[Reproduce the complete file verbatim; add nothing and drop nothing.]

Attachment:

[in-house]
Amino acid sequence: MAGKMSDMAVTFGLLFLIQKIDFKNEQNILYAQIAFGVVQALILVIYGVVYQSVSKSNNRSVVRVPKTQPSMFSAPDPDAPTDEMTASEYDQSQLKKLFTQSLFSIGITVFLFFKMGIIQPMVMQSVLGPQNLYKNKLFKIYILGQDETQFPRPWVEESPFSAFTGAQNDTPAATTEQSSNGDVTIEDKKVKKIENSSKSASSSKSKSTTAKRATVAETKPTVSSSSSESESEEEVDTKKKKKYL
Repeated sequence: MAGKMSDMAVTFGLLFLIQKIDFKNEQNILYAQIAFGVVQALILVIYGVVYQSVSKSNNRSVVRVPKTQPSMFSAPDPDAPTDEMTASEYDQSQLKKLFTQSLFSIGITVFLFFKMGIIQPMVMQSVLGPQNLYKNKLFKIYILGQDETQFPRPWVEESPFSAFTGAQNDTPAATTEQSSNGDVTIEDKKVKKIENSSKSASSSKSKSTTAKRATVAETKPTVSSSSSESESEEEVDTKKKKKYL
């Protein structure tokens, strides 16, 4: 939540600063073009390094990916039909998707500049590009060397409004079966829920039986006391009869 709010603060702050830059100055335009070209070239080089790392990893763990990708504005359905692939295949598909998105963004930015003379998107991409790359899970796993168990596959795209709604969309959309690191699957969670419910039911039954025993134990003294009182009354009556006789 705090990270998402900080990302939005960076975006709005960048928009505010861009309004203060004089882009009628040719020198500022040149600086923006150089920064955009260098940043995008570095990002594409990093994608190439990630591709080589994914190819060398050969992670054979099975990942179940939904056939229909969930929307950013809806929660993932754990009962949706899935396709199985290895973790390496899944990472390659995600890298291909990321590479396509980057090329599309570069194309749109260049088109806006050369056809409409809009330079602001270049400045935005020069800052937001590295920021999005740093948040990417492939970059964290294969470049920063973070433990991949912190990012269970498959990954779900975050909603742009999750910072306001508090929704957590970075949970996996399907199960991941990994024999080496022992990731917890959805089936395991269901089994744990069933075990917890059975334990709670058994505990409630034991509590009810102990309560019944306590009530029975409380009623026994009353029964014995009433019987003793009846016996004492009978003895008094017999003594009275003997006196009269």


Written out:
[in-house]
Amino acid sequence: MAGKMSDMAVTFGLLFLIQKIDFKNEQNILYAQIAFGVVQALILVIYGVVYQSVSKSNNRSVVRVPKTQPSMFSAPDPDAPTDEMTASEYDQSQLKKLFTQSLFSIGITVFLFFKMGIIQPMVMQSVLGPQNLYKNKLFKIYILGQDETQFPRPWVEESPFSAFTGAQNDTPAATTEQSSNGDVTIEDKKVKKIENSSKSASSSKSKSTTAKRATVAETKPTVSSSSSESESEEEVDTKKKKKYL
Repeated sequence: MAGKMSDMAVTFGLLFLIQKIDFKNEQNILYAQIAFGVVQALILVIYGVVYQSVSKSNNRSVVRVPKTQPSMFSAPDPDAPTDEMTASEYDQSQLKKLFTQSLFSIGITVFLFFKMGIIQPMVMQSVLGPQNLYKNKLFKIYILGQDETQFPRPWVEESPFSAFTGAQNDTPAATTEQSSNGDVTIEDKKVKKIENSSKSASSSKSKSTTAKRATVAETKPTVSSSSSESESEEEVDTKKKKKYL
């Protein structure tokens, strides 16, 4: 939540600063073009390094990916039909998707500049590009060397409004079966829920039986006391009869 709010603060702050830059100055335009070209070239080089790392990893763990990708504005359905692939295949598909998105963004930015003379998107991409790359899970796993168990596959795209709604969309959309690191699957969670419910039911039954025993134990003294009182009354009556006789 705090990270998402900080990302939005960076975006709005960048928009505010861009309004203060004089882009009628040719020198500022040149600086923006150089920064955009260098940043995008570095990002594409990093994608190439990630591709080589994914190819060398050969992670054979099975990942179940939904056939229909969930929307950013809806929660993932754990009962949706899935396709199985290895973790390496899944990472390659995600890298291909990321590479396509980057090329599309570069194309749109260049088109806006050369056809409409809009330079602001270049400045935005020069800052937001590295920021999005740093948040990417492939970059964290294969470049920063973070433990991949912190990012269970498959990954779900975050909603742009999750910072306001508090929704957590970075949970996996399907199960991941990994024999080496022992990731917890959805089936395991269901089994744990069933075990917890059975334990709670058994505990409630034991509590009810102990309560019944306590009530029975409380009623026994009353029964014995009433019987003793009846016996004492009978003895008094017999003594009275003997006196009269």